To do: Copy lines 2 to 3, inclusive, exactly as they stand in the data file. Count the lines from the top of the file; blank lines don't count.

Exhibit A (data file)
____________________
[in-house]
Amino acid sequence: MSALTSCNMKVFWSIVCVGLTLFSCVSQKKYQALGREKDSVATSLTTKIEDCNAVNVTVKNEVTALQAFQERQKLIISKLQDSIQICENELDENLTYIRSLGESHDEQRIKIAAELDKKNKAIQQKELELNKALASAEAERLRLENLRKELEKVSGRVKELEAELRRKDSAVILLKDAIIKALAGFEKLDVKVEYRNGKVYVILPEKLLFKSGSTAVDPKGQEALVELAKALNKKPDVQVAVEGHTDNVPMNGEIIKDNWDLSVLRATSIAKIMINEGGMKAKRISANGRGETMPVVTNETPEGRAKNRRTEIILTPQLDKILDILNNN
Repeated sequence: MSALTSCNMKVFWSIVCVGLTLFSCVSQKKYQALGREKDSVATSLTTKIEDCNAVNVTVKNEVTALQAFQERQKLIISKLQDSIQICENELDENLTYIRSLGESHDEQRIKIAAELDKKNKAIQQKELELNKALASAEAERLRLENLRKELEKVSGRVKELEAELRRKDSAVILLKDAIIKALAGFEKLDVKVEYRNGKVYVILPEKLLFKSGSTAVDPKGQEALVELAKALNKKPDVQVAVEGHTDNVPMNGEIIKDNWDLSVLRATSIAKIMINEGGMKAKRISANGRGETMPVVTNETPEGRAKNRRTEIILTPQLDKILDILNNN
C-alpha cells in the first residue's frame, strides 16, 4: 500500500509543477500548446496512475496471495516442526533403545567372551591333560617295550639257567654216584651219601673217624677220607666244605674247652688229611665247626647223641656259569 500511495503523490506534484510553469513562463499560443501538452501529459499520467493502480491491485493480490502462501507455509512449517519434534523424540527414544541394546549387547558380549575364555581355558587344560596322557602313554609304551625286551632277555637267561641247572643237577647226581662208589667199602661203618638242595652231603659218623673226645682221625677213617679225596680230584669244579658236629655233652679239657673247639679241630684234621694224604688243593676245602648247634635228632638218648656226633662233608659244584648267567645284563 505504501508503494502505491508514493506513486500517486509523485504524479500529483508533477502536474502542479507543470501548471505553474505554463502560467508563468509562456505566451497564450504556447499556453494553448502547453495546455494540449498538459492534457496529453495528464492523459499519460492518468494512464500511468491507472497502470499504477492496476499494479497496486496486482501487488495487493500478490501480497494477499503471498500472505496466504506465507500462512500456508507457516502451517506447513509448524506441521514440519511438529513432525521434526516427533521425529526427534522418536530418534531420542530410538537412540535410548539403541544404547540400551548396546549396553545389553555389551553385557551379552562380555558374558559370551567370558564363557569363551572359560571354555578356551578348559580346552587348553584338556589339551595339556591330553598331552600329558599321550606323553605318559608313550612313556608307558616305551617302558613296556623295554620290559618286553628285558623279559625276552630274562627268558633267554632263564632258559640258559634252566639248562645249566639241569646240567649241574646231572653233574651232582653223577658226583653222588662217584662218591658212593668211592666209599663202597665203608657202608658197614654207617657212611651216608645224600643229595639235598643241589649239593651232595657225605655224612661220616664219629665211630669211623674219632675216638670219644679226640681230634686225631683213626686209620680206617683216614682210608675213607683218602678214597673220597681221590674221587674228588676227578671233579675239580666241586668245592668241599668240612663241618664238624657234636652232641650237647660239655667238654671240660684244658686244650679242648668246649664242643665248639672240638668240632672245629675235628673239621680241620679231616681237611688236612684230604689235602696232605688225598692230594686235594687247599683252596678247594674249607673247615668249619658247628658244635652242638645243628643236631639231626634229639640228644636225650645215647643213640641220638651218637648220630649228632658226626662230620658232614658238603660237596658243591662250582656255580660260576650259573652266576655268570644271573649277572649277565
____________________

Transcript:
Amino acid sequence: MSALTSCNMKVFWSIVCVGLTLFSCVSQKKYQALGREKDSVATSLTTKIEDCNAVNVTVKNEVTALQAFQERQKLIISKLQDSIQICENELDENLTYIRSLGESHDEQRIKIAAELDKKNKAIQQKELELNKALASAEAERLRLENLRKELEKVSGRVKELEAELRRKDSAVILLKDAIIKALAGFEKLDVKVEYRNGKVYVILPEKLLFKSGSTAVDPKGQEALVELAKALNKKPDVQVAVEGHTDNVPMNGEIIKDNWDLSVLRATSIAKIMINEGGMKAKRISANGRGETMPVVTNETPEGRAKNRRTEIILTPQLDKILDILNNN
Repeated sequence: MSALTSCNMKVFWSIVCVGLTLFSCVSQKKYQALGREKDSVATSLTTKIEDCNAVNVTVKNEVTALQAFQERQKLIISKLQDSIQICENELDENLTYIRSLGESHDEQRIKIAAELDKKNKAIQQKELELNKALASAEAERLRLENLRKELEKVSGRVKELEAELRRKDSAVILLKDAIIKALAGFEKLDVKVEYRNGKVYVILPEKLLFKSGSTAVDPKGQEALVELAKALNKKPDVQVAVEGHTDNVPMNGEIIKDNWDLSVLRATSIAKIMINEGGMKAKRISANGRGETMPVVTNETPEGRAKNRRTEIILTPQLDKILDILNNN